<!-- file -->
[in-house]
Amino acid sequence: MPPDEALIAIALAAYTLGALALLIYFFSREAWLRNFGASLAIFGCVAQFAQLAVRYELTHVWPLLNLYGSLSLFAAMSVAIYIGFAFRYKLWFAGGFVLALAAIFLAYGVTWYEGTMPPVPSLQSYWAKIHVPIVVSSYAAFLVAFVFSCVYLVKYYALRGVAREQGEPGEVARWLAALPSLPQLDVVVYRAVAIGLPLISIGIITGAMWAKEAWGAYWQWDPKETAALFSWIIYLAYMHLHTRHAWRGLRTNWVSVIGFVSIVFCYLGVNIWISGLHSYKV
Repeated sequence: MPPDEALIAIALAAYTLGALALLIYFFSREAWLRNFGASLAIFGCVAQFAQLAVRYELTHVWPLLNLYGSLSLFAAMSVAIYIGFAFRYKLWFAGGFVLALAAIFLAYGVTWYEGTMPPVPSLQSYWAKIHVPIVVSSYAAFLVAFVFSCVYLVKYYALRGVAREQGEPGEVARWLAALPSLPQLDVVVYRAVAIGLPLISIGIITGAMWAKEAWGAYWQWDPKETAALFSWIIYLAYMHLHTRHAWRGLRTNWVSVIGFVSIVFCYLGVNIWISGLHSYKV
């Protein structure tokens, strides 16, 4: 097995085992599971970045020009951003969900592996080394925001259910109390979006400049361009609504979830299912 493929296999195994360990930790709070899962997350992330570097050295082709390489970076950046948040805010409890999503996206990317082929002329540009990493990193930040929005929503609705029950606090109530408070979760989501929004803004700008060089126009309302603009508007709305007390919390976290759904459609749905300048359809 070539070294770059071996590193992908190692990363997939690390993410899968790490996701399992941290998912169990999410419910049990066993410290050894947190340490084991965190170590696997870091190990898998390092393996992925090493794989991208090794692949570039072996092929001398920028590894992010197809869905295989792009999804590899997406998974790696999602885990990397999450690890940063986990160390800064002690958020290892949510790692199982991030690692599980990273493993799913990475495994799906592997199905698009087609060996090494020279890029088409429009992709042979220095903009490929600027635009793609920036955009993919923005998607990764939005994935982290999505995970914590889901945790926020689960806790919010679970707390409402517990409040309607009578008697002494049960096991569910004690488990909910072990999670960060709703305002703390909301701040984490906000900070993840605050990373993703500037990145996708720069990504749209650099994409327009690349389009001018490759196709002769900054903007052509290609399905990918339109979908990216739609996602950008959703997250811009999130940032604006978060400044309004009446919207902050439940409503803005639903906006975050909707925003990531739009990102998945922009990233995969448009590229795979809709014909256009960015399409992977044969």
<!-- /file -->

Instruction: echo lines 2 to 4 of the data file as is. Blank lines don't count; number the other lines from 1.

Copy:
Amino acid sequence: MPPDEALIAIALAAYTLGALALLIYFFSREAWLRNFGASLAIFGCVAQFAQLAVRYELTHVWPLLNLYGSLSLFAAMSVAIYIGFAFRYKLWFAGGFVLALAAIFLAYGVTWYEGTMPPVPSLQSYWAKIHVPIVVSSYAAFLVAFVFSCVYLVKYYALRGVAREQGEPGEVARWLAALPSLPQLDVVVYRAVAIGLPLISIGIITGAMWAKEAWGAYWQWDPKETAALFSWIIYLAYMHLHTRHAWRGLRTNWVSVIGFVSIVFCYLGVNIWISGLHSYKV
Repeated sequence: MPPDEALIAIALAAYTLGALALLIYFFSREAWLRNFGASLAIFGCVAQFAQLAVRYELTHVWPLLNLYGSLSLFAAMSVAIYIGFAFRYKLWFAGGFVLALAAIFLAYGVTWYEGTMPPVPSLQSYWAKIHVPIVVSSYAAFLVAFVFSCVYLVKYYALRGVAREQGEPGEVARWLAALPSLPQLDVVVYRAVAIGLPLISIGIITGAMWAKEAWGAYWQWDPKETAALFSWIIYLAYMHLHTRHAWRGLRTNWVSVIGFVSIVFCYLGVNIWISGLHSYKV
């Protein structure tokens, strides 16, 4: 097995085992599971970045020009951003969900592996080394925001259910109390979006400049361009609504979830299912 493929296999195994360990930790709070899962997350992330570097050295082709390489970076950046948040805010409890999503996206990317082929002329540009990493990193930040929005929503609705029950606090109530408070979760989501929004803004700008060089126009309302603009508007709305007390919390976290759904459609749905300048359809 070539070294770059071996590193992908190692990363997939690390993410899968790490996701399992941290998912169990999410419910049990066993410290050894947190340490084991965190170590696997870091190990898998390092393996992925090493794989991208090794692949570039072996092929001398920028590894992010197809869905295989792009999804590899997406998974790696999602885990990397999450690890940063986990160390800064002690958020290892949510790692199982991030690692599980990273493993799913990475495994799906592997199905698009087609060996090494020279890029088409429009992709042979220095903009490929600027635009793609920036955009993919923005998607990764939005994935982290999505995970914590889901945790926020689960806790919010679970707390409402517990409040309607009578008697002494049960096991569910004690488990909910072990999670960060709703305002703390909301701040984490906000900070993840605050990373993703500037990145996708720069990504749209650099994409327009690349389009001018490759196709002769900054903007052509290609399905990918339109979908990216739609996602950008959703997250811009999130940032604006978060400044309004009446919207902050439940409503803005639903906006975050909707925003990531739009990102998945922009990233995969448009590229795979809709014909256009960015399409992977044969």